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The Virgin Mary was one of the most powerful images of the Middle Ages, central to people's experience of Christianity. During the Reformation, however, many images of the Virgin were destroyed, as Protestantism rejected the way the medieval Church over-valued and sexualized Mary. Although increasingly marginalized in Protestant thought and practice, her traces and surprising transformations continued to haunt early modern England. Combining historical analysis and contemporary theory, including issues raised by psychoanalysis and feminist theology, Gary Waller examines the literature, theology and popular culture associated with Mary in the transition between late medieval and early modern England. He contrasts a variety of pre-Reformation texts and events, including popular mariology, poetry, tales, drama, pilgrimage, and the emerging ‘New Learning', with later sixteenth-century ruins, songs, ballads, Petrarchan poetry, the works of Shakespeare, and other texts where the Virgin's presence or influence, sometimes surprisingly, can be found.Read more
- Analyzes the different uses to which the image of Mary was put, pre- and post-Reformation
- Draws on a variety of sources beyond literature: music, art, architecture, popular religion, pilgrimages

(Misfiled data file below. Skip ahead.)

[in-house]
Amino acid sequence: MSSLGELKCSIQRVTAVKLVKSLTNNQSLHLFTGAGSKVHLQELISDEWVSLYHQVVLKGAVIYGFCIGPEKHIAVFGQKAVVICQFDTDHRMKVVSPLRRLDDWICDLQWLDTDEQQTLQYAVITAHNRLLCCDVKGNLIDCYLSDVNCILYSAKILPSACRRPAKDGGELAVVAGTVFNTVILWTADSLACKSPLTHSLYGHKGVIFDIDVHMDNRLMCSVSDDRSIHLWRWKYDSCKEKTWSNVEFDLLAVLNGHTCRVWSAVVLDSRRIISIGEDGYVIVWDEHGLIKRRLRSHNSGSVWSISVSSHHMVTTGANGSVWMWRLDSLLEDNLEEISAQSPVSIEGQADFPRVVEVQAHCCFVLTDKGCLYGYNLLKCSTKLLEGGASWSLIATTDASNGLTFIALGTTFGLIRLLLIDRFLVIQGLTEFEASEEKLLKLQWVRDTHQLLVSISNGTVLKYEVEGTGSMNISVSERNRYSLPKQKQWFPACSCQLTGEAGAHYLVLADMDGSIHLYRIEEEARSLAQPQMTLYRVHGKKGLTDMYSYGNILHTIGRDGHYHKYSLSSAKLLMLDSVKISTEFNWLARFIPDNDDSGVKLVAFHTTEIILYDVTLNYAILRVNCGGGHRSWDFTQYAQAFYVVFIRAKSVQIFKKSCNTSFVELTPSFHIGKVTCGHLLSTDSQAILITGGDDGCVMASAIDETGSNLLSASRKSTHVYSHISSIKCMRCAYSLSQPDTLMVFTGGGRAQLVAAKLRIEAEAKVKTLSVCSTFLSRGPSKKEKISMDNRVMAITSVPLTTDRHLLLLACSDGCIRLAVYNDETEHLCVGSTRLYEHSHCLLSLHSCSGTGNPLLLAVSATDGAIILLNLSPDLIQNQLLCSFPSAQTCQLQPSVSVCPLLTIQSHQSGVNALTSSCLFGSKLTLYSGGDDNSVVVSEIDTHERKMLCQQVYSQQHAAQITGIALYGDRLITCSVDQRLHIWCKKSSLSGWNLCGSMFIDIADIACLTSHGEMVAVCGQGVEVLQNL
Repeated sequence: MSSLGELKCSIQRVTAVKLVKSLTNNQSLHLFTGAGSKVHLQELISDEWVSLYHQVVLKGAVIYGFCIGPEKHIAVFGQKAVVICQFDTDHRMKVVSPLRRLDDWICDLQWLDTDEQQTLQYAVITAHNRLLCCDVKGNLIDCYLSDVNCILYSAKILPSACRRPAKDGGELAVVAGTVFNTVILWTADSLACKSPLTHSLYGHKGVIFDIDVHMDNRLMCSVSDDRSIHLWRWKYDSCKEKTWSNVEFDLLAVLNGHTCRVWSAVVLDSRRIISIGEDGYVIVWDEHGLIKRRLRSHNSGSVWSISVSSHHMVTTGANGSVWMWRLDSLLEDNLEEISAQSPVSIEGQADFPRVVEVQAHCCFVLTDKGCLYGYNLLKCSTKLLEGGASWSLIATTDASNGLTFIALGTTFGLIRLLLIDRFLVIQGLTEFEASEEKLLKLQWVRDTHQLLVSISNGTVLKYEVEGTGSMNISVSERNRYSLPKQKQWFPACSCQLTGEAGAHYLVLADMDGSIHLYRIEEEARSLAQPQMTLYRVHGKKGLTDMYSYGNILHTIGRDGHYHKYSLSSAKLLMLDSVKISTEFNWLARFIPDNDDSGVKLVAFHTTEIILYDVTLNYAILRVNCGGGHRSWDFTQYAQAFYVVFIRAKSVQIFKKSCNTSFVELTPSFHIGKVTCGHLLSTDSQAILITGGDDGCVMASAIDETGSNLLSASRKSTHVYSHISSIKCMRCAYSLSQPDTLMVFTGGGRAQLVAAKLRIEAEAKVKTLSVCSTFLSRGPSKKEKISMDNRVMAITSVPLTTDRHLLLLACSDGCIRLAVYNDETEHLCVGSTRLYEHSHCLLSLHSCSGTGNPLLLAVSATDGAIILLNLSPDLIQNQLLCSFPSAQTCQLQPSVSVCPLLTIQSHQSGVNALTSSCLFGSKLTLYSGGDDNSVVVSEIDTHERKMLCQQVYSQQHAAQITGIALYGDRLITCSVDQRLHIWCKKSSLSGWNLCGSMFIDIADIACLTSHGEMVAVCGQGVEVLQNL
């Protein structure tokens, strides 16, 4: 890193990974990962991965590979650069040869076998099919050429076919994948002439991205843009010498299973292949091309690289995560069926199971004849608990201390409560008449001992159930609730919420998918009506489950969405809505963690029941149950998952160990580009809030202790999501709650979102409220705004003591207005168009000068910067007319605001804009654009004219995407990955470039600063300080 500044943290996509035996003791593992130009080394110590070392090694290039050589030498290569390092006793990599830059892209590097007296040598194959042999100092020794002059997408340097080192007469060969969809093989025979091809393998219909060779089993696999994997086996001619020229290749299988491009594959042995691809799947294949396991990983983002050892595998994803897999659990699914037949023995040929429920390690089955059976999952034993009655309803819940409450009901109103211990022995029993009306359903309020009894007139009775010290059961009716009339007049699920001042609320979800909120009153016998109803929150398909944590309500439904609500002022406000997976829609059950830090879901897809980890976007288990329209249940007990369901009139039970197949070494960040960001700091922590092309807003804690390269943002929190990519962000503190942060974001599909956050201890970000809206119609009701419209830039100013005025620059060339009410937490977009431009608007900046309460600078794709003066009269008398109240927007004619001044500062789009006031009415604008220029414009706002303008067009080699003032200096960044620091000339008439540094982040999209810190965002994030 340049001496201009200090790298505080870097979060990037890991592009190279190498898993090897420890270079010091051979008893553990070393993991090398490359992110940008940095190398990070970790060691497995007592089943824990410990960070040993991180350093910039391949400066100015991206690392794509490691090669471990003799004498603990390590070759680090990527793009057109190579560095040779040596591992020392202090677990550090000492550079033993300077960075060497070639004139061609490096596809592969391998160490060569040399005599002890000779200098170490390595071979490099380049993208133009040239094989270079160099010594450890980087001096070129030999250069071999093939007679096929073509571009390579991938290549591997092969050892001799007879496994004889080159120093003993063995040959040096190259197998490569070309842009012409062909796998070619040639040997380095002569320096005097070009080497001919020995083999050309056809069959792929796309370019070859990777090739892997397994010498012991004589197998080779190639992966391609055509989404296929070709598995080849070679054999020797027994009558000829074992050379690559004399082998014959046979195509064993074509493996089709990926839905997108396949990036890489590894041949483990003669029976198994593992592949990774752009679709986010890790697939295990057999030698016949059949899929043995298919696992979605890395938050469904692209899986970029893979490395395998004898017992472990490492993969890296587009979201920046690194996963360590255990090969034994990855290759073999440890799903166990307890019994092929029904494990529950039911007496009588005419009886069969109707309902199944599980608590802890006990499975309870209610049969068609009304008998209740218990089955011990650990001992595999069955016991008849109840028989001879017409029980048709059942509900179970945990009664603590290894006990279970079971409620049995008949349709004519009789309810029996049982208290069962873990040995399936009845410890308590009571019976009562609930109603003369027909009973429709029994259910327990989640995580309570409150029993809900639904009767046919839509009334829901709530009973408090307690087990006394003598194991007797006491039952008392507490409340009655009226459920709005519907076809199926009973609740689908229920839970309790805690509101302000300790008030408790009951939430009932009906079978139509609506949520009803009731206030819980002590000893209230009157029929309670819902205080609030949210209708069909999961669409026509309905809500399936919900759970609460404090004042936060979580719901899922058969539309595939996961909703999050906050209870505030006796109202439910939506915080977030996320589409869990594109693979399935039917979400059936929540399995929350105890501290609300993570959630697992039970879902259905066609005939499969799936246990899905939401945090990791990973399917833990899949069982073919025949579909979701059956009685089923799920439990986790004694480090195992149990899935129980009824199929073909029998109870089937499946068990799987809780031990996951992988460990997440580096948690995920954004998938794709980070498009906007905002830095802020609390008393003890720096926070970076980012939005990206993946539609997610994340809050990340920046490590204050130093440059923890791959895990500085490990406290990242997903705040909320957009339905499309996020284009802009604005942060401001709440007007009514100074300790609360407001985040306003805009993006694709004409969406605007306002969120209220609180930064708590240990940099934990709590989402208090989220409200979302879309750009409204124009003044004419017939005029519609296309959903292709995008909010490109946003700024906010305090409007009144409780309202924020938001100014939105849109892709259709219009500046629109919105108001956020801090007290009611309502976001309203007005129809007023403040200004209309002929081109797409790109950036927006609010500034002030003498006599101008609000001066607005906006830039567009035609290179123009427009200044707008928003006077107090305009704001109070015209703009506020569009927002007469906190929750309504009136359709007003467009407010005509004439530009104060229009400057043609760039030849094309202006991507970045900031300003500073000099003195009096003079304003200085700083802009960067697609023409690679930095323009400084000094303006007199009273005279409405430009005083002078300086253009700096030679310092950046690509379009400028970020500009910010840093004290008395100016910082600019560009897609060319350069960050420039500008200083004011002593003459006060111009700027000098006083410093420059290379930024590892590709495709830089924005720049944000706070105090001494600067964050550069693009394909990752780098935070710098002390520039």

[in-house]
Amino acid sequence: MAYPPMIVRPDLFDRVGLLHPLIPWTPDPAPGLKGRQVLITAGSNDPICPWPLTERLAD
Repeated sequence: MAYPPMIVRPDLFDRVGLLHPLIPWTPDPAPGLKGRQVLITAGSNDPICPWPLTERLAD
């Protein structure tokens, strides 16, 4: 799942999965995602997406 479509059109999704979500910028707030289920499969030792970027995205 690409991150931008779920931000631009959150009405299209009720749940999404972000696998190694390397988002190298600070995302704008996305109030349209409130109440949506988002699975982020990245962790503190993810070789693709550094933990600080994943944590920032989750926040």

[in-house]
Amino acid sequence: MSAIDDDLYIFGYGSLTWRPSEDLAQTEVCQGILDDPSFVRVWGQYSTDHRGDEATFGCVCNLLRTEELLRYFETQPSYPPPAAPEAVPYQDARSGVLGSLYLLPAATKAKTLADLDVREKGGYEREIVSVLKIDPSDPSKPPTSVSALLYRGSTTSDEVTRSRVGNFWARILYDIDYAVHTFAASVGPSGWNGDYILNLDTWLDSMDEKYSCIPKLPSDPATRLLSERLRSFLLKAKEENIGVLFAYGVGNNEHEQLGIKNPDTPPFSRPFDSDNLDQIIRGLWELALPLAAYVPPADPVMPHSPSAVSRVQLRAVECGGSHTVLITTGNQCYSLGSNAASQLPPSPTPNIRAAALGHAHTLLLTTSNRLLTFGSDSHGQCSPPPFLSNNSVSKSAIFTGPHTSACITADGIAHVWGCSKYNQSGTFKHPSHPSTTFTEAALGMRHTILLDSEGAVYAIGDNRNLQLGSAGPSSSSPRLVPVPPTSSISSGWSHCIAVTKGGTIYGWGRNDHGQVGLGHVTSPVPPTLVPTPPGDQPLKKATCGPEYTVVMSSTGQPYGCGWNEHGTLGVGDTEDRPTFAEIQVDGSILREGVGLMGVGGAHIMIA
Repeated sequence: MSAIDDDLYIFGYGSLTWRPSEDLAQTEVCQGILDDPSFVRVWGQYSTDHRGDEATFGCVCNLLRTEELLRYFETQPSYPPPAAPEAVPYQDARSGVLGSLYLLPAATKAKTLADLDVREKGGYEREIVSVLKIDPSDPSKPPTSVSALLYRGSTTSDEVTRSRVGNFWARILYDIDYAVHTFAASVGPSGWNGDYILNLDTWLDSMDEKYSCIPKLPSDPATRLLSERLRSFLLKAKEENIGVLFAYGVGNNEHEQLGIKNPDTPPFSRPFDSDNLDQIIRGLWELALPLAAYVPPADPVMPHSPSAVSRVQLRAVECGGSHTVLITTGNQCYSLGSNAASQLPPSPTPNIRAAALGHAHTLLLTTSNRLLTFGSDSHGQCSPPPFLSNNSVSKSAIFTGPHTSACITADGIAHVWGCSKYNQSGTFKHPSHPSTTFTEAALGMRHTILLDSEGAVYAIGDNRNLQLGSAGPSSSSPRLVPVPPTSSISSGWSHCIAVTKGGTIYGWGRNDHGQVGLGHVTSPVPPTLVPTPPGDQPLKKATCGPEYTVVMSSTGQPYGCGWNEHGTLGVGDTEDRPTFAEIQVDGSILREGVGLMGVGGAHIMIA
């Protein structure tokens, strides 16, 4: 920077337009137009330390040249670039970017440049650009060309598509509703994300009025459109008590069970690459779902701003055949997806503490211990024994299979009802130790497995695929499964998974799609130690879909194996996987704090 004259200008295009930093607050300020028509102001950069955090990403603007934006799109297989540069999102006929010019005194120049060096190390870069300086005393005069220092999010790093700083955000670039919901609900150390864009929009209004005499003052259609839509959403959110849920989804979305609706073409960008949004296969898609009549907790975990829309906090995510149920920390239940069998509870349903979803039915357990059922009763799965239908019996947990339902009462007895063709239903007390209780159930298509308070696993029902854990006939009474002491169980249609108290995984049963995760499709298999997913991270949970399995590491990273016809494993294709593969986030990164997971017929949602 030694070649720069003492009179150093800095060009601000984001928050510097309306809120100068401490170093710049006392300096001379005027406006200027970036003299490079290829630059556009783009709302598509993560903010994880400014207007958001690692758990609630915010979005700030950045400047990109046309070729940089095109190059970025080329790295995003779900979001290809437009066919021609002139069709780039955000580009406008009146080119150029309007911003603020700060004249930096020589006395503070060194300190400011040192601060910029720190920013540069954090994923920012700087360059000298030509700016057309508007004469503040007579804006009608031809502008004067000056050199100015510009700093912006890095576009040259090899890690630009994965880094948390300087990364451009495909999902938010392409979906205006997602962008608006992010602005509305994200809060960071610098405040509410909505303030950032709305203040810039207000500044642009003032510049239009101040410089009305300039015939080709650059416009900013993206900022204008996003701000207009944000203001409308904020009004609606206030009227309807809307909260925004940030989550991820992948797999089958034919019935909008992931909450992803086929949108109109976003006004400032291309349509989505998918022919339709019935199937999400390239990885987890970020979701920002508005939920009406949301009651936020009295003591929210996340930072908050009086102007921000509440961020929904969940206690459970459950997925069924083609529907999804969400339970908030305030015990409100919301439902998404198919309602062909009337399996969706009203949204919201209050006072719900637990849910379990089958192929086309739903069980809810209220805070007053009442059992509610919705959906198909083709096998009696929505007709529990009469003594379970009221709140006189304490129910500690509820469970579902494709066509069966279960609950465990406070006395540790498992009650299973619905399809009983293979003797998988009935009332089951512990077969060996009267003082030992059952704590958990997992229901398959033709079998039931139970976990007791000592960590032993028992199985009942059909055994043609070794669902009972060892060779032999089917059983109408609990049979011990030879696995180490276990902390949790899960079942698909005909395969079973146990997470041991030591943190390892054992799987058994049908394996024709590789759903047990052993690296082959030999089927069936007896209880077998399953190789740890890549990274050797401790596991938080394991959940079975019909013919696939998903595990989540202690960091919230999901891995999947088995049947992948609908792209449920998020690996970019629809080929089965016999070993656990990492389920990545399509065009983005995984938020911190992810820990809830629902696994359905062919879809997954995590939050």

- Examines both Catholic and Protestant texts in the context of religious and cultural conflict
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"Waller employs complex psychoanalytic concepts that are both thought-provoking and clearly explained."
Holly Crawford Pickett, Washington and Lee University
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- Date Published: September 2012
- format: Paperback
- isbn: 9781107407664
- length: 250 pages
- dimensions: 229 x 152 x 14 mm
- weight: 0.37kg
- availability: Available
Table of Contents
1. 1538 and after: the Virgin Mary in the century of iconoclasm
Part I. The Virgin Mary in Late Medieval Culture to 1538:
2. The sexualization of the Virgin in the late Middle Ages
3. The Virgin's body in late medieval poetry, romance, and drama
4. Walsingham or Falsingham, Woolpit or Foulpit? Marian shrines and pilgrimage before the Dissolution
Part II. Fades, Traces: Transformations of the Virgin in Early Modern England:
5. Fades: Elizabethan ruins, tunes, ballads, poems
6. Traces: English Petrarchism and the veneration of the Virgin
7. Traces: Shakespeare and the Virgin: All's Well That Ends Well, Pericles, and The Winter's Tale
8. Multiple Madonnas: traces and transformations in the seventeenth century and beyond
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